Causes and risk factors

The cause for premature ejaculation is unknown, although, in most cases, it is thought to be the result of psychological factors (e.g., anxiety, guilt). Rarely, the condition is caused by a physical problem, such as oversensitivity of the genitals or abnormal hormone (e.g., testosterone) levels. Certain medications (e.g., psychiatric drugs) may cause premature ejaculation. Risk factors for the condition include erectile dysfunction (impotence), stress, and health conditions that cause anxiety during sex (e.g., angina, previous heart attack).

Possible complications

Premature ejaculation that regularly occurs before penetration can prevent pregnancy. If it is not treated effectively, infertility treatment may be necessary if the couple wishes to have a baby. Besides, it affects man’s self-esteem and relationships.

How to cure the disease?

  1. Ask for a psychologist’s help.
  2. Practice safe sex with a regular partner.
  3. Find out whether there are some underlying health issues.
  4. Learn to deal with anxiety.

Benign prostatic hyperplasia (BPH)

Benign prostatic hyperplasia (BPH) is not simply a case of too many prostate cells. Prostate growth involves hormones, occurs in different types of tissue (e.g., muscular, glandular), and affects men differently. As a result of these differences, treatment varies in each case. There is no cure for BPH and once prostate growth starts, it often continues, unless medical therapy is started. The prostate grows in two different ways. In one type of growth, cells multiply around the urethra and squeeze it, much like you can squeeze a straw. The second type of growth is middle-lobe prostate growth in which cells grow into the urethra and the bladder outlet area. This type of growth typically requires surgery.

Incidence and Prevalence

It is difficult to establish the incidence and prevalence of BPH because research groups often use different criteria to define the condition. According to the National Institutes of Health (NIH), BPH affects more than 50% of men over age 60 and as many as 90% of men over the age of 70.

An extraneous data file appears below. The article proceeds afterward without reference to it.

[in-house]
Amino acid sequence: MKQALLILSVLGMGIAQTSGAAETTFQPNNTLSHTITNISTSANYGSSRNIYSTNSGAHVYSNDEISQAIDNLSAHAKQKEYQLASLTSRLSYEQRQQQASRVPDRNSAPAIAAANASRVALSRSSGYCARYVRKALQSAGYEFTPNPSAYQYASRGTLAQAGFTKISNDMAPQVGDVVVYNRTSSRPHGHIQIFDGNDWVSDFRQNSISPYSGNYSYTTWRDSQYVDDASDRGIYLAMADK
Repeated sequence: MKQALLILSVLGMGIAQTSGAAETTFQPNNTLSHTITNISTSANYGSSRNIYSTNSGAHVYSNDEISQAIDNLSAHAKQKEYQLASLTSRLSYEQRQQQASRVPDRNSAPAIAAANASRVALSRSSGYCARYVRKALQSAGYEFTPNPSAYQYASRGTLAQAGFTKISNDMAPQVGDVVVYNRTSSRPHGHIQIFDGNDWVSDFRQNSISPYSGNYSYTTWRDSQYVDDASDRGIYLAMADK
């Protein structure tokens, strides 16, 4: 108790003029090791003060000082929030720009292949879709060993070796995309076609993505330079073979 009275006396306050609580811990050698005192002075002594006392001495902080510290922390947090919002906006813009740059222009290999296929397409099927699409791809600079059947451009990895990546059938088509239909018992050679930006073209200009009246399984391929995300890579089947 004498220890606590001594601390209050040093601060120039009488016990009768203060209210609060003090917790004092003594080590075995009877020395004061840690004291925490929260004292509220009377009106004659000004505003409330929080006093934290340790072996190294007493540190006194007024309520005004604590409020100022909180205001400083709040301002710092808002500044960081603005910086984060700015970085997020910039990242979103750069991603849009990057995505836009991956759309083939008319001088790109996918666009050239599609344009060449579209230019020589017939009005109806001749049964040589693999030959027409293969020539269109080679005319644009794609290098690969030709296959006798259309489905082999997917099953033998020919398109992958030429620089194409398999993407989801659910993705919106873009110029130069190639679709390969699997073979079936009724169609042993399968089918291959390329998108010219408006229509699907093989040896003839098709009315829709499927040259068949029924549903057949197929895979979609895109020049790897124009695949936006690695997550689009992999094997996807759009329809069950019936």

Signs and symptoms

  1. Frequent urge to urinate.
  2. Increased urination at night.
  3. Weak urine stream.
  4. Dribbling at the end of the urination process.
  5. Inability to empty the bladder fully.

Causes and risk factors

  1. Infection of the urinary tract.
  2. Stones in the bladder or kidneys.
  3. Cancer of the bladder or the prostate.
  4. Prostate inflammation.
  5. Scarring of the bladder neck because of previous surgeries.
  6. Problems with nerves that control the bladder.
  7. Narrowing of the urethra.

Possible complications

An enlarged prostate can develop cancerous formations and affect the urinary system.

How to cure the disease?

  1. Take specific medications.
  2. Surgical treatment is often required.

Testosterone deficiency (TD)

Testosterone production declines naturally with age. Testosterone deficiency (TD) may result from disease or damage to the hypothalamus, pituitary gland, or testicles that inhibits hormone secretion and testosterone production, and is also known as hypogonadism. Depending on age, insufficient testosterone production can lead to abnormalities in muscle and bone development, underdeveloped genitalia, and diminished virility.